The United Nations International Labour Organization (ILO) just held its annual conference in Geneva from June 1-18, 2010. The purpose of the annual conference is to develop and monitor compliance with international labour standards.
The ILO is a tripartite agency of the United Nations, comprised of employer, employee and government representatives. They have been responsible for pushing forward numerous initiatives to improve workplace standards, develop international standards and raise awareness of workplace issues internationally.
HIV/AIDS in the Workplace
At this year’s annual conference, the ILO focused on an international labour standard regarding HIV/AIDS in the workplace. While the issue of HIV/AIDS in the workplace has been has been discussed in various forums over the years (e.g. the ILO and the Commission on HIV/AIDS and Governance in Africa in 2004) it was in 2007 when the ILO initiated a working group to develop an international standard. This reflects an increasingly obvious awareness that HIV/AIDS remains an issue that is dealt with in a broad range of approaches in workplaces around the globe.
Final Text of Recommendation Passed by General Assembly
The final text of the new standard was passed by the General Assembly in a vote on June 16, 2010. The standard is unique in that it is the first internationally sanctioned legal instrument aimed at strengthening the contribution of the world of work to universal access to HIV prevention treatment, care and support.
The new standard is in the form of a Recommendation and must be communicated to national parliaments and discussed in terms of how it will be implemented through national policies and legislation.
This is a historic development for those suffering from HIV/AIDS and those affected by this pandemic. Let’s hope the international standard will be able to push forward a better understanding of the skills, talent and hard work that employees with HIV/AIDS can contribute to the workplace.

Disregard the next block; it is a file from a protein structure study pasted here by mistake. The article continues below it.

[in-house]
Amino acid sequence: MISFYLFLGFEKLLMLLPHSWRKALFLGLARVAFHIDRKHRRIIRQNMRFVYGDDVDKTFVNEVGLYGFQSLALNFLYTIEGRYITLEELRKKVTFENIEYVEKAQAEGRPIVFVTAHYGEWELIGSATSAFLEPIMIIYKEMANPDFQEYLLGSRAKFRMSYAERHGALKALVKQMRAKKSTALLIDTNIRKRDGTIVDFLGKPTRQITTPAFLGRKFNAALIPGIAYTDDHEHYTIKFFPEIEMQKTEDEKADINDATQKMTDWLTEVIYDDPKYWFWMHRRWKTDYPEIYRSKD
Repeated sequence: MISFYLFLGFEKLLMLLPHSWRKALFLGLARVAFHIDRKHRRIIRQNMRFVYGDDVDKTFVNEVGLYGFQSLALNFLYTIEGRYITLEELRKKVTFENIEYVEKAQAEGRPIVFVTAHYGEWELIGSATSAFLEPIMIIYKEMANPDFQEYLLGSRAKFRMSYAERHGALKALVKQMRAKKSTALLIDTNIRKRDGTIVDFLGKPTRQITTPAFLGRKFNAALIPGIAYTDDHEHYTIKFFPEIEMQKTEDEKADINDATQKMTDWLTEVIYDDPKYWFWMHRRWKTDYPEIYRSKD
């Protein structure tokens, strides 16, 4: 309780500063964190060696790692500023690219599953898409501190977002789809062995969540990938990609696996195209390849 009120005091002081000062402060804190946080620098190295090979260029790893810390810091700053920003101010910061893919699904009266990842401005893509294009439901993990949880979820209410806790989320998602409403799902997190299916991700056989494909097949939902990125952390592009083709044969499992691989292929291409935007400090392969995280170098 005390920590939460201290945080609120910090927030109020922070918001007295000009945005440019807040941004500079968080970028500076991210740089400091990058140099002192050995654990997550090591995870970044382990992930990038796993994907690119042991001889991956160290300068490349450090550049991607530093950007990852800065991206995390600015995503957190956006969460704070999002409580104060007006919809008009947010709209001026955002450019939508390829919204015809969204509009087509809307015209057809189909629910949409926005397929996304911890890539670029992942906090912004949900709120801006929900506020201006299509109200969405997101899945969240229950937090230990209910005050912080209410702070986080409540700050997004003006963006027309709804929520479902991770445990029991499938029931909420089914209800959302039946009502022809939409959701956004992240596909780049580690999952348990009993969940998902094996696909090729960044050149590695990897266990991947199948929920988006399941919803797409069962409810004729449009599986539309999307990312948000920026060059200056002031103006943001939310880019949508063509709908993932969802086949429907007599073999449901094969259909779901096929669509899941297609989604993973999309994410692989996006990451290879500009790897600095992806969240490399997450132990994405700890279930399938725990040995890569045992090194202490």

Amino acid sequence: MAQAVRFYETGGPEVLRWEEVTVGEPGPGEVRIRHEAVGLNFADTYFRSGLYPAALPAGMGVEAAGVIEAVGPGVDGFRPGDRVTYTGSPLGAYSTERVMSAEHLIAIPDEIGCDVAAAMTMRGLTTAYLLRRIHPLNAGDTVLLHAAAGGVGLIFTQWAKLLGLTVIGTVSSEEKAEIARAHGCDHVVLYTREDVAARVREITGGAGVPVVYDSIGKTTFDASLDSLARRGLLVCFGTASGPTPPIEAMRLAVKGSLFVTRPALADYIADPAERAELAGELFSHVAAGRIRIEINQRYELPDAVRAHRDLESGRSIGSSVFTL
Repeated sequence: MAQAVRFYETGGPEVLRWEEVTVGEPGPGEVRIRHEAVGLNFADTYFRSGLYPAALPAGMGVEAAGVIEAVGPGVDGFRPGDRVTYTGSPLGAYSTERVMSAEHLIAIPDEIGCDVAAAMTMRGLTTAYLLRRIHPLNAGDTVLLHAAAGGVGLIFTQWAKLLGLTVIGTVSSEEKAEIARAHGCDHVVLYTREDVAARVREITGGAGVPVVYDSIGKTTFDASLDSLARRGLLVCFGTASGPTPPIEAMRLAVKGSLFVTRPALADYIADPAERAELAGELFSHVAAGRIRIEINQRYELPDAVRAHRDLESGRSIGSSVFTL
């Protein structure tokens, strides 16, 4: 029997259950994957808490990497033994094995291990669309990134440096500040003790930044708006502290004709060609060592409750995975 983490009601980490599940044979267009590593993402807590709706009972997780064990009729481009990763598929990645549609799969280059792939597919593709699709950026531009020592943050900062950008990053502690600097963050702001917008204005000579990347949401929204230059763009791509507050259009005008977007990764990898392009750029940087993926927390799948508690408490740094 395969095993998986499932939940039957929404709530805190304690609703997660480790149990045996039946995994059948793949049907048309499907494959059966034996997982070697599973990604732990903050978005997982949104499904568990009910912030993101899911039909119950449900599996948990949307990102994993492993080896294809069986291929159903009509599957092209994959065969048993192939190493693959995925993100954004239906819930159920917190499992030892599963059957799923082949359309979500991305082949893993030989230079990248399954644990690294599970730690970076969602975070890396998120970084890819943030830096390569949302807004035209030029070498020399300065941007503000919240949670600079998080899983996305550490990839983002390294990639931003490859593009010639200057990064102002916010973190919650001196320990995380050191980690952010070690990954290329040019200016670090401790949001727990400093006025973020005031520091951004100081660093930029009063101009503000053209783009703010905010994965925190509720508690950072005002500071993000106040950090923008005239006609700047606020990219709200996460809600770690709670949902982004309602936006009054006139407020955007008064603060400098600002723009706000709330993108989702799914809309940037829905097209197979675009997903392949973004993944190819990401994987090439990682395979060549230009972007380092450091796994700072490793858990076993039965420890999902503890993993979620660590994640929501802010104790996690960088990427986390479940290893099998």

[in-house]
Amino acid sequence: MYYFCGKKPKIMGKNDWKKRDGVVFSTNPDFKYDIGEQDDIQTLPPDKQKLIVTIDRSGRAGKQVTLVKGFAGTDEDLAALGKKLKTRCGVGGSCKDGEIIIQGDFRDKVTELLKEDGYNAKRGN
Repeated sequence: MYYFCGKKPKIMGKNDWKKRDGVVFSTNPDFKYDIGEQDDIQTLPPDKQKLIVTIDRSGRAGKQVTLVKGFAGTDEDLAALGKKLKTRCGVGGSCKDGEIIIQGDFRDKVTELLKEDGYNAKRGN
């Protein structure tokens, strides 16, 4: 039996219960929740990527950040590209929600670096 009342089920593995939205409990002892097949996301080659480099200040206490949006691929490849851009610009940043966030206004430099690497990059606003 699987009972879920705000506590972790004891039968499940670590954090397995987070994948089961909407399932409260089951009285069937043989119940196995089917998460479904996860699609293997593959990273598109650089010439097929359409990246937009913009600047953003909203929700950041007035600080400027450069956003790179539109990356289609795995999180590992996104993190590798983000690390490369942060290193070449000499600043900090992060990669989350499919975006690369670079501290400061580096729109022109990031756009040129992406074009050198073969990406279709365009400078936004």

The head of the employment and labour group in my firm, Kevin Coon, served as the Canadian employer delegate and has been working on the international labour standard for a couple of years. In a press release about the new standard, Kevin notes that two thirds of those living with HIV/AIDS participate in the workplace, which is why the development of the standard is critical to the ongoing support, awareness-raising and protection of those with HIV/AIDS. You can check out his video interview on the ILO website as well.
Impact in Canada
While it remains to be seen how the new international standard will be applied at Canada, increasingly, Canadian courts and arbitrators are considering international labour standards in the interpretation of other national laws.
Good examples are the Supreme Court of Canada cases of Health Services and Support – Facilities Subsector Bargaining Assn. v. British Columbia and Fraser v. Ontario (A.G.) (the latter of which was heard in December 2009 but for which a decision has not yet been released). Both cases consider the international labour standard of freedom of association in the context of rights set out in the Charter.
While the development of policies, standards and recommendations of the ILO may seem a world way, their impact on local law continues to grow.